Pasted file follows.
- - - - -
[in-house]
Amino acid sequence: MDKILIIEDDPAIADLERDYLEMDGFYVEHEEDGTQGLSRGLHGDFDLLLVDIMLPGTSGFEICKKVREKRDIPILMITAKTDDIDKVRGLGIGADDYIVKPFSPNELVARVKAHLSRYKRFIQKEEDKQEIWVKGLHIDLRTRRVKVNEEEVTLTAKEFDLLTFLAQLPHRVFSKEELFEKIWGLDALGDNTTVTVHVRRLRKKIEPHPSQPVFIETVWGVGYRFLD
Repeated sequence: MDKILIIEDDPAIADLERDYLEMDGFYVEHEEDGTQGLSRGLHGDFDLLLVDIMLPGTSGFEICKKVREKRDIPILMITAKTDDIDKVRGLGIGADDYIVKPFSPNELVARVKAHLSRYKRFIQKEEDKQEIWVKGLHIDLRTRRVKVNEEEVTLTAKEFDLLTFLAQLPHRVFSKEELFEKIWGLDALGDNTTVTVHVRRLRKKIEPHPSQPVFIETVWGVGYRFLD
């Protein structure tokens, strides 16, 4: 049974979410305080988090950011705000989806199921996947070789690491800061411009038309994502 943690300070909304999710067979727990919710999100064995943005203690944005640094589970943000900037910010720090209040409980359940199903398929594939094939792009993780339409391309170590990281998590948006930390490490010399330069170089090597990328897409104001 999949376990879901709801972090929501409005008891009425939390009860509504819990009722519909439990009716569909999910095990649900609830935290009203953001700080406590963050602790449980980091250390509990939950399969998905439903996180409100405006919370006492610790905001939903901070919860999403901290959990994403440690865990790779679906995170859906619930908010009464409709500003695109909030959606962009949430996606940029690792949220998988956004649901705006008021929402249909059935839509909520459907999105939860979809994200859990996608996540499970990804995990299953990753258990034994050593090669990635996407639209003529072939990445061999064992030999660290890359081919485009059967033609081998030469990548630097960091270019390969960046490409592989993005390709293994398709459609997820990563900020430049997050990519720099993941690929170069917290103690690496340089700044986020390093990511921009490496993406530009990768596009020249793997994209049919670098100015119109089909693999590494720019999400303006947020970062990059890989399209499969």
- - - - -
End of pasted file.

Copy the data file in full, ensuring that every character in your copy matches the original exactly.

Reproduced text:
[in-house]
Amino acid sequence: MDKILIIEDDPAIADLERDYLEMDGFYVEHEEDGTQGLSRGLHGDFDLLLVDIMLPGTSGFEICKKVREKRDIPILMITAKTDDIDKVRGLGIGADDYIVKPFSPNELVARVKAHLSRYKRFIQKEEDKQEIWVKGLHIDLRTRRVKVNEEEVTLTAKEFDLLTFLAQLPHRVFSKEELFEKIWGLDALGDNTTVTVHVRRLRKKIEPHPSQPVFIETVWGVGYRFLD
Repeated sequence: MDKILIIEDDPAIADLERDYLEMDGFYVEHEEDGTQGLSRGLHGDFDLLLVDIMLPGTSGFEICKKVREKRDIPILMITAKTDDIDKVRGLGIGADDYIVKPFSPNELVARVKAHLSRYKRFIQKEEDKQEIWVKGLHIDLRTRRVKVNEEEVTLTAKEFDLLTFLAQLPHRVFSKEELFEKIWGLDALGDNTTVTVHVRRLRKKIEPHPSQPVFIETVWGVGYRFLD
């Protein structure tokens, strides 16, 4: 049974979410305080988090950011705000989806199921996947070789690491800061411009038309994502 943690300070909304999710067979727990919710999100064995943005203690944005640094589970943000900037910010720090209040409980359940199903398929594939094939792009993780339409391309170590990281998590948006930390490490010399330069170089090597990328897409104001 999949376990879901709801972090929501409005008891009425939390009860509504819990009722519909439990009716569909999910095990649900609830935290009203953001700080406590963050602790449980980091250390509990939950399969998905439903996180409100405006919370006492610790905001939903901070919860999403901290959990994403440690865990790779679906995170859906619930908010009464409709500003695109909030959606962009949430996606940029690792949220998988956004649901705006008021929402249909059935839509909520459907999105939860979809994200859990996608996540499970990804995990299953990753258990034994050593090669990635996407639209003529072939990445061999064992030999660290890359081919485009059967033609081998030469990548630097960091270019390969960046490409592989993005390709293994398709459609997820990563900020430049997050990519720099993941690929170069917290103690690496340089700044986020390093990511921009490496993406530009990768596009020249793997994209049919670098100015119109089909693999590494720019999400303006947020970062990059890989399209499969």